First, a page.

Objective: Microbial translocation has been suggested to be a driver of immune activation and inflammation. It is hypothesized that microbial translocation may be related to dyslipidemia, insulin resistance, and the risk of coronary heart disease in HIV-infected individuals.
Design: Cross-sectional study of 60 HIV-infected patients on combination antiretroviral therapy with viral suppression >2 years and 31 healthy age-matched controls.
Methods: Lipopolysaccharide (LPS) was analyzed by limulus amebocyte lysate colorimetric assay. Lipids, including cholesterol, low-density lipoprotein (LDL), and triglycerides, were measured. Glucose metabolism was determined using an oral glucose tolerance test. Body composition was determined using whole-body dual-energy x-ray absorptiometry scans and magnetic resonance imaging. The Framingham risk score was used to assess risk of cardiovascular disease and myocardial infarction.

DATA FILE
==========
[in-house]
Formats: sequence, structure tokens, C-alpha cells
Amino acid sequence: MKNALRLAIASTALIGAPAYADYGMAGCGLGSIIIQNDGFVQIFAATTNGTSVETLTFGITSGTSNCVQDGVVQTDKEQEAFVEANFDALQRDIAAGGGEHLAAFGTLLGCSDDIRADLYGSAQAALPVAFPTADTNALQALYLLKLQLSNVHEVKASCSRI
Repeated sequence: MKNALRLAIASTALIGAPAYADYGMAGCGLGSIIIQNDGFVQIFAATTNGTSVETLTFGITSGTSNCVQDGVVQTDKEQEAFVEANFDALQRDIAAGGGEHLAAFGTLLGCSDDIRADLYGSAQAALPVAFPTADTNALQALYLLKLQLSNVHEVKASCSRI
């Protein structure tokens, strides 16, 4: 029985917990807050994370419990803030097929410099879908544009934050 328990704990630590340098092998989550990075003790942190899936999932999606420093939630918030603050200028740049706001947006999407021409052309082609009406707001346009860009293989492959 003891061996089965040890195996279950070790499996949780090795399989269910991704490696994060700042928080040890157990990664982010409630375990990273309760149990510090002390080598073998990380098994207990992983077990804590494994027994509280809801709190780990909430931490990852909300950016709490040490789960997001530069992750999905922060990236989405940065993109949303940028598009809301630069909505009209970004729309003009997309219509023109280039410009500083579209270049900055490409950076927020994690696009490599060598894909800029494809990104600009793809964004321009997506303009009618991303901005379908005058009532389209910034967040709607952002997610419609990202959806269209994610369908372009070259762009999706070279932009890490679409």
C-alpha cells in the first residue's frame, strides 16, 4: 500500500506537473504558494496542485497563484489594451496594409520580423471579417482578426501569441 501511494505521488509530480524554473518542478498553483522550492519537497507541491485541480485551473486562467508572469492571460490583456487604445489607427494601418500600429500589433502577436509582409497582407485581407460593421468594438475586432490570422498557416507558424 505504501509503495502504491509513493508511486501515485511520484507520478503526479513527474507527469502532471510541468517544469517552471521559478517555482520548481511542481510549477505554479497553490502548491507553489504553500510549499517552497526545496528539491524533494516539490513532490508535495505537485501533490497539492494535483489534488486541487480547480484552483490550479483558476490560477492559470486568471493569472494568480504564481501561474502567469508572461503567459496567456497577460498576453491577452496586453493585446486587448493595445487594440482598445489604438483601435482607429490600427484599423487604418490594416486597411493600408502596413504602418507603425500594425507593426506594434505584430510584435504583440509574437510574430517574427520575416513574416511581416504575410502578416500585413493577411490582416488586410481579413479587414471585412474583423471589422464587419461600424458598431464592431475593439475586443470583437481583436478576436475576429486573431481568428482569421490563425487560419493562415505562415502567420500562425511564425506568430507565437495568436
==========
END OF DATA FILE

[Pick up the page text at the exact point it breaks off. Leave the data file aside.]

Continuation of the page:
Results: HIV-infected patients had higher level of LPS compared with controls (64 pg/mL vs. 50 pg/mL, P = 0.002). Likewise, HIV-infected patients had higher triglycerides, LDL, and fasting insulin as well as evidence of lower insulin sensitivity compared with controls. Among HIV-infected patients, high LPS was associated with a higher level of triglycerides and LDL and with lower insulin sensitivity. Importantly, among HIV-infected patients, high LPS was associated with a higher Framingham risk score.
Conclusions: HIV-infected patients with suppressed viral replication had increased level of microbial translocation as measured by LPS. LPS was associated with cardiometabolic risk factors and increased Framingham risk score. Hence, the gastrointestinal mucosal barrier may be a potential therapeutic target to prevent dyslipidemia and future cardiovascular complications in HIV infection.